Quotation by Dalton Trumbo

Well, when you're up there and you're all alone, see, it's just you and your ship and the sky. And you don't want anybody up there with you, you don't want anybody to spoil it. Everything's kind of still, and you have a feeling that you're halfway to heaven. You don't even seem to hear the sound of your own motor, just a kind of a buzz, like the sky was calling you. Like the sky was singin' you a song.... Yeah. And somehow it's never eight o'clock up there, it's always now. And the earth is so far below you that it just doesn't matter anymore, the sky is the thing that's important. The sky is your pal. You feel like nudging it and saying, "Hiya sky, how are you today? And how was the old moon the last time you saw him?" The wind drift comes straight off the morning star and beautiful white clouds drift towards you. And they're like old friends. Friends you never want to say goodbye to. And you see a patch of clear air in between 'em and you duck in and out, like a porpoise rollin' in the ocean. And then you say to yourself, "Boy, oh boy, this is the only time a man is really ever alive. It's the only time he's really ever free." The old sky smiles back at you and says, "Boy, you're right. You're dead right."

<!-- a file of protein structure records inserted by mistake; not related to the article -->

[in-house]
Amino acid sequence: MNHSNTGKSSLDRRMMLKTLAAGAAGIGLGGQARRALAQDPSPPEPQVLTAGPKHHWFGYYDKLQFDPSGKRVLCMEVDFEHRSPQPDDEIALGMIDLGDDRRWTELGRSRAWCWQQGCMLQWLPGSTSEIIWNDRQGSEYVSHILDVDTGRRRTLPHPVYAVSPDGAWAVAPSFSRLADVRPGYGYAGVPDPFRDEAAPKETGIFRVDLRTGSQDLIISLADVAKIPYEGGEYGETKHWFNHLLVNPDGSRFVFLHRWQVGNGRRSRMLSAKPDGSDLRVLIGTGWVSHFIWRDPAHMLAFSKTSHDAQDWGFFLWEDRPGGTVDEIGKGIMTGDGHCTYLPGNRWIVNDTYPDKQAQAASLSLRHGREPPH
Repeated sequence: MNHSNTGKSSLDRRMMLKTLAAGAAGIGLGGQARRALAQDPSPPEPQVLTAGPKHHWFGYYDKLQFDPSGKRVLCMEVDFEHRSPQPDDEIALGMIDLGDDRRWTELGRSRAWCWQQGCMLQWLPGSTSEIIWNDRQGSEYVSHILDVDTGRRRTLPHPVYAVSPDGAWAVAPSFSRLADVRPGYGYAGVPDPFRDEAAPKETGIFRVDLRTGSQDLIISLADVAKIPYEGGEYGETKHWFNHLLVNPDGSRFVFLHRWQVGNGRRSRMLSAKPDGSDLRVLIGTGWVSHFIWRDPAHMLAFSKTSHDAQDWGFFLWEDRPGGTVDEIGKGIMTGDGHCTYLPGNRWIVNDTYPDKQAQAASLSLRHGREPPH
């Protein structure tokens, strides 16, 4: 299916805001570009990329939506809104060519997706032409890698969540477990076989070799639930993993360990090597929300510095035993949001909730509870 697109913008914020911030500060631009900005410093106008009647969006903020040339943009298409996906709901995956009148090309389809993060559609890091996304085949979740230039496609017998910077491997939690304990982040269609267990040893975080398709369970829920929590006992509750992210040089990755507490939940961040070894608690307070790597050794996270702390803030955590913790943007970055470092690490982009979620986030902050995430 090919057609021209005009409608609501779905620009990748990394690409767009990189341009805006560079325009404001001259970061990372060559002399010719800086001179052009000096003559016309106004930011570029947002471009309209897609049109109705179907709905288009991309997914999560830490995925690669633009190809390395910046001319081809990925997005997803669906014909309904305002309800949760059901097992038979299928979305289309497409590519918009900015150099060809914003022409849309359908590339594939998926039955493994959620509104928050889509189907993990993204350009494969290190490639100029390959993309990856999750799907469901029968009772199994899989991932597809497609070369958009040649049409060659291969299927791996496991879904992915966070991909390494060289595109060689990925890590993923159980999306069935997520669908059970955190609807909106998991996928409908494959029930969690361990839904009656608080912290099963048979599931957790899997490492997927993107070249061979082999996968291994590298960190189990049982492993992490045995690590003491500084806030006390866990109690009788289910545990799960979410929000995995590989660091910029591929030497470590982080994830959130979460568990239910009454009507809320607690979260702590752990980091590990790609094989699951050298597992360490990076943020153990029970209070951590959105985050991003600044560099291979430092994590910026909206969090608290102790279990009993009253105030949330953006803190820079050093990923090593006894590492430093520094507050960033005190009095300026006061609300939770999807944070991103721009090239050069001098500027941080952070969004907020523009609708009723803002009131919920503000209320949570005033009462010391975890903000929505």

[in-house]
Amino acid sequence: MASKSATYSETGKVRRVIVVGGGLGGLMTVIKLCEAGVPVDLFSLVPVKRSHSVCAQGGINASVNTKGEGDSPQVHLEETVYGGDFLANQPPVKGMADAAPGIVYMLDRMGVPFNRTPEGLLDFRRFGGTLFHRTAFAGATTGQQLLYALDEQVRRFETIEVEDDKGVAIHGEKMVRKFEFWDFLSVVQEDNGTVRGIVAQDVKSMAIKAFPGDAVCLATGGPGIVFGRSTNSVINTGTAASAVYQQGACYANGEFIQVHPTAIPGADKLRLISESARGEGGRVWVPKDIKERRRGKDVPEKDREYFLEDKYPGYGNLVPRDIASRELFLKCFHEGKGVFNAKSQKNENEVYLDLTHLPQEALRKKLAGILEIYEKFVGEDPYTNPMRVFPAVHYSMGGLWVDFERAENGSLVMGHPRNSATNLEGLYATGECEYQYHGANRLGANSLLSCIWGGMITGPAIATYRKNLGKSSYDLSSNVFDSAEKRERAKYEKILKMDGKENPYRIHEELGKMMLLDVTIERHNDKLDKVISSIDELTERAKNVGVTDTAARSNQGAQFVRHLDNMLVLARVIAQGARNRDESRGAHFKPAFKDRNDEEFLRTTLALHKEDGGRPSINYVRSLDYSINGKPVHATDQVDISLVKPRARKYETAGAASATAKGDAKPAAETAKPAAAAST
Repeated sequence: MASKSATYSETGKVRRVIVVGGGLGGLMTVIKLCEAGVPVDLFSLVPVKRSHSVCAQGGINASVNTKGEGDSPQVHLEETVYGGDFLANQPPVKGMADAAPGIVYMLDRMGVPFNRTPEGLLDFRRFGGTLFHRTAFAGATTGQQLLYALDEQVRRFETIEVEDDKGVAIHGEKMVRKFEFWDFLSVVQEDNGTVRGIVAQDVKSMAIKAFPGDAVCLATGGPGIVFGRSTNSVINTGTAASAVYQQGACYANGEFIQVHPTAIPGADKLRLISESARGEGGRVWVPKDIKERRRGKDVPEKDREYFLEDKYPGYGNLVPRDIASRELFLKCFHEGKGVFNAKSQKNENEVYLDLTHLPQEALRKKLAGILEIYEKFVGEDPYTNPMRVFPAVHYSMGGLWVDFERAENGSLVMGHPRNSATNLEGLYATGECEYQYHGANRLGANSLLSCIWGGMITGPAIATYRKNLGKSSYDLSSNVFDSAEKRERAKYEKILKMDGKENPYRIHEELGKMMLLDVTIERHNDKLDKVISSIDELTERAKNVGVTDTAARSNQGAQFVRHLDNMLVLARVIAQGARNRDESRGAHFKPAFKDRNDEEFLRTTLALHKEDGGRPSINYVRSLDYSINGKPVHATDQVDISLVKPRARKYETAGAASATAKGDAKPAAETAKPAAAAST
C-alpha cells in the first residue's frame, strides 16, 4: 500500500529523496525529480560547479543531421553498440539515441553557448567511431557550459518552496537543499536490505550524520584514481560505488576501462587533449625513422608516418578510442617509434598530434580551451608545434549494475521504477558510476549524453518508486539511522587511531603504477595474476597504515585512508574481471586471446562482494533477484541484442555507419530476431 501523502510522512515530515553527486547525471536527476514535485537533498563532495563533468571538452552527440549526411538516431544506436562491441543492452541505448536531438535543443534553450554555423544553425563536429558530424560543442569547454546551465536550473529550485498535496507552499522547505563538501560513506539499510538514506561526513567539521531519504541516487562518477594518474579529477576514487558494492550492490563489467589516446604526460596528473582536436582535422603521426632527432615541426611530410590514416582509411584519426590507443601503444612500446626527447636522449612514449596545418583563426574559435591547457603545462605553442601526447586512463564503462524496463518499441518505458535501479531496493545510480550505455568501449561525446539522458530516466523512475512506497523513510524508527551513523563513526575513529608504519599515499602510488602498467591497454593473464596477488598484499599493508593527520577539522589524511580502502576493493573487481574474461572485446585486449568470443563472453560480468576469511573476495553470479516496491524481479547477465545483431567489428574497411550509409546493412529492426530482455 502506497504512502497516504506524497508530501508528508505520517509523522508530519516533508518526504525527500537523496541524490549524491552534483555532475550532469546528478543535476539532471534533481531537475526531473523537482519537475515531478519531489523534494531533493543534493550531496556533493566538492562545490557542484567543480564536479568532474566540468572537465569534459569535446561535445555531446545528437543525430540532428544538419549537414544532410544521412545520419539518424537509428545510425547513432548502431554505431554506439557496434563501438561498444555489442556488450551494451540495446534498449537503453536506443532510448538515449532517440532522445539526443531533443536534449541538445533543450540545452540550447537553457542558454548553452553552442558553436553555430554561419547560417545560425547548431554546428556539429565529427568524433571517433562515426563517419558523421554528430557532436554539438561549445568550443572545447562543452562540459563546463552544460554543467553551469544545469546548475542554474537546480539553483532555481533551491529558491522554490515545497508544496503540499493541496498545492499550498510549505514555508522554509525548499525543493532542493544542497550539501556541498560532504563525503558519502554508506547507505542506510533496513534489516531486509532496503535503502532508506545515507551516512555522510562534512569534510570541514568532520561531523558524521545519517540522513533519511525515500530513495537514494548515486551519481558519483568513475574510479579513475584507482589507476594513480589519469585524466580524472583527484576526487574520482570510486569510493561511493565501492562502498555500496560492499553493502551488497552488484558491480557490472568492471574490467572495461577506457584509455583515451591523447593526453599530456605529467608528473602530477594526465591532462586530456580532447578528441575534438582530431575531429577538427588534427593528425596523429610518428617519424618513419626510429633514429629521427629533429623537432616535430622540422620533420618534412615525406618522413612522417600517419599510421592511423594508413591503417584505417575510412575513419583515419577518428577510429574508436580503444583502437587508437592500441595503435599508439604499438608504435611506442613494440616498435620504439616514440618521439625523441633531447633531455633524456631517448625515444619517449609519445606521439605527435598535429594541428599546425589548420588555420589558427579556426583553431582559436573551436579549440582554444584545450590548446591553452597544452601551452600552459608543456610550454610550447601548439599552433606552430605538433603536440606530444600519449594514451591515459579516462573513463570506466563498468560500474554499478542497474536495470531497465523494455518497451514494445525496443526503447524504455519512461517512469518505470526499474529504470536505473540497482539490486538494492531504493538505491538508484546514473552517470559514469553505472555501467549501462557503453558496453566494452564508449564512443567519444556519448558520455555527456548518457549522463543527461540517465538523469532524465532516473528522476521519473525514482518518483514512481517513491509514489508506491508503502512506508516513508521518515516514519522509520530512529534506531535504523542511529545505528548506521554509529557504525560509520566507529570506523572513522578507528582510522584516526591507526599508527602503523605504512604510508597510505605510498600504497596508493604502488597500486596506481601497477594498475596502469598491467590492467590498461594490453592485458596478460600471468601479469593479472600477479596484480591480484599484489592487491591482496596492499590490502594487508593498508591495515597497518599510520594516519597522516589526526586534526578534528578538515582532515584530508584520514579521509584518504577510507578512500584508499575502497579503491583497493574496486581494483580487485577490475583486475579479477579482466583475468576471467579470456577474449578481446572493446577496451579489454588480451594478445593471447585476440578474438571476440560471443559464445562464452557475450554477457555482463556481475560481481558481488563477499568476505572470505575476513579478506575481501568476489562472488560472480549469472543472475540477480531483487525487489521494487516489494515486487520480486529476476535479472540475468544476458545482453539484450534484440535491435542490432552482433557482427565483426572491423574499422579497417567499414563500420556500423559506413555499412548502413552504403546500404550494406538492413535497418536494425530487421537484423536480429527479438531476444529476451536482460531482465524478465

Dalton Trumbo (1905–1976), U.S. screenwriter. Victor Fleming. Pete Sandidge, A Guy Named Joe, explaining to the children what he feels when he's up in his plane (1943).

Adaptation by Frederick Hazlitt Brennan from an original story by Chandler Sprague and David Boehm; original name, James Dalton Trumbo.
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